Paul McCartney takes the listener on a train ride in “Egypt Station,” the newest addition to his nearly infinite discography. The album is executed with precision from the very start — dominating guitar riffs and growling, distinctive vocals prove this album is solely McCartney’s.
Guitar meshes with heavy drums and blaring peals of trumpet in “Come On To Me,” one of the earlier songs on the album. It’s made immediately clear that McCartney is an expert in choosing the correct blend of instruments to create memorable songs. He uses a piano to carry the uplifting melody of “I Don’t Know” and a melodious acoustic guitar to carry the blithe and pleasant love story of “Happy With You.” McCartney also beatboxes in “Happy With You,” experimenting with his voice amid the velvety guitar. Following the sweeter melody is the edgier “Who Cares,” a song that matches “Come On To Me” in energy. Both are accentuated by intense electric guitar and snappy interjections from the drums.
“Fuh You” is unfortunately one of the weaker points of “Egypt Station.” McCartney dabbles in pop here, diverging from the firm foundation of rock the album has already set itself on. It’s fun to listen to, but the lyrics can be repetitive, and the autotuned background vocals verge on generic. Though his experimentation is unsuccessful in “Fuh You,” “Back in Brazil” proves that his divergence from rock can be effective. “Back in Brazil” is smooth and fresh, introducing a fluttering flute to the defining bass, guitar and drum that dominate the album. “Nights are for dancing/and days are for the sun” perfectly encapsulates the feeling of this experimental song — lively, jazzy and relaxed.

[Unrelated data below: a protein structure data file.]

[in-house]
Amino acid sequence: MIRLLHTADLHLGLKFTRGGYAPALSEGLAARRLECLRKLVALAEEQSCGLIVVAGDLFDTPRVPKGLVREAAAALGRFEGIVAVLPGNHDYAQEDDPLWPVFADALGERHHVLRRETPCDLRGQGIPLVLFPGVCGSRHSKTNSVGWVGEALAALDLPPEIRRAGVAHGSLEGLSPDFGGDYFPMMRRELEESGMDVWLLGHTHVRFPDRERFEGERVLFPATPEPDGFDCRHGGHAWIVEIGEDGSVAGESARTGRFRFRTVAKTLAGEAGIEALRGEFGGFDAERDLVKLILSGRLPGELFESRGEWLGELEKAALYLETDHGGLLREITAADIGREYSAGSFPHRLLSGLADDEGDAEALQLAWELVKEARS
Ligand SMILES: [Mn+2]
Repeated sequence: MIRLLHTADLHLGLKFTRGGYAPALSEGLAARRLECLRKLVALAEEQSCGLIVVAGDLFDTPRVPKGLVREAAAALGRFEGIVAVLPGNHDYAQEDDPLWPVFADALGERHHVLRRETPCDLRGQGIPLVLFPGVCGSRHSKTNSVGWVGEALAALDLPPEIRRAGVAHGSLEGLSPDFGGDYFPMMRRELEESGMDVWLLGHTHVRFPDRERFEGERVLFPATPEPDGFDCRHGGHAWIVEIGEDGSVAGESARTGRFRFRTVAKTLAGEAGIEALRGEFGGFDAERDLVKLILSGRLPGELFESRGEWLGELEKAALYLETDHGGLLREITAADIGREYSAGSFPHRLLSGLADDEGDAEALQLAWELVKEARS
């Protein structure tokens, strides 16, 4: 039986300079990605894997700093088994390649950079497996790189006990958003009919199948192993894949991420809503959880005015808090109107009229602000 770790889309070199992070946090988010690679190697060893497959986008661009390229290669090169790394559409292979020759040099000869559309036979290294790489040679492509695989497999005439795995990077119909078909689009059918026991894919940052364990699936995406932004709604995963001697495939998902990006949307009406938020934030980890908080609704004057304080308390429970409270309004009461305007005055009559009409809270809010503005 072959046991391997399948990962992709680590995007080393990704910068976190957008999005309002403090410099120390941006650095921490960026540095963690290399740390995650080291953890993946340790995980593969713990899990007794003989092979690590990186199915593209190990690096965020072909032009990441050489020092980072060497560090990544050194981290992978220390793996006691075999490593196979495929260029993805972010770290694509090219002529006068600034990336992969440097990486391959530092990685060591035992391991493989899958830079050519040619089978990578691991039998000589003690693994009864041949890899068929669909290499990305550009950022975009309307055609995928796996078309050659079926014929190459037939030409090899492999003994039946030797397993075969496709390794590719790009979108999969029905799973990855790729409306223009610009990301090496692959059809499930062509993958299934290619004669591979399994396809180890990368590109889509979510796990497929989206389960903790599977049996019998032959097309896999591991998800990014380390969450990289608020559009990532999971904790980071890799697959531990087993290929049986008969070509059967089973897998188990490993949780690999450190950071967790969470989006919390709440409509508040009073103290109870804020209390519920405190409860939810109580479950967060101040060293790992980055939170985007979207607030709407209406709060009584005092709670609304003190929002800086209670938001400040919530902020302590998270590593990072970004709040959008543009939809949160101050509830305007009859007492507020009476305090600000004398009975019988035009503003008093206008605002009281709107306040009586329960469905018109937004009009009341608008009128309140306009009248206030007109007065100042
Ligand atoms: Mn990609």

The latter half of the album is where McCartney truly showcases his inimitable skill. While the former half of “Egypt Station” switches between lighthearted love songs and grittier rock, the latter half has a more enthralling and inviting tone and atmosphere. “Ladies and gentlemen/Standing before you with something important to say,” McCartney sings before launching into the optimistic and energized melody of “People Want Peace,” the vivacious introduction to the new side of this album. Later on in the album comes “Caesar Rock,” which, though adorned by repeated lyrics, never becomes repetitive. It’s akin to “Come On To Me” and “Who Cares,” but McCartney’s ability to stitch together revs of solo guitar and snarling vocals together makes “Caesar Rock” more notable than its predecessors.
The album concludes with “Hunt You Down/Naked/C-Link,” a three-part ensemble clocking in at six minutes and 23 seconds. This striking compilation is the anthem of “Egypt Station.” It combines the album’s trademark heavy guitar with stimulating vocals at the song’s inception, eventually slowing down to a drum-focused middle section. The final few minutes of “Hunt You Down” — and the album — are a slow outro, a surging instrumental section filled by periodic orchestral swells and, of course, matching electric guitar riffs. This combination of sounds is another testament to McCartney’s musical wit, which — though exemplified best in this final train stop — is explicit in the rest of the album, too. Freeing this final section from vocals allows the listener to think over the past 16 tracks, savor the expiring seconds as they slip away, and think, in the song’s wake, of the nearly perfect McCartney rock that silhouettes “Egypt Station.”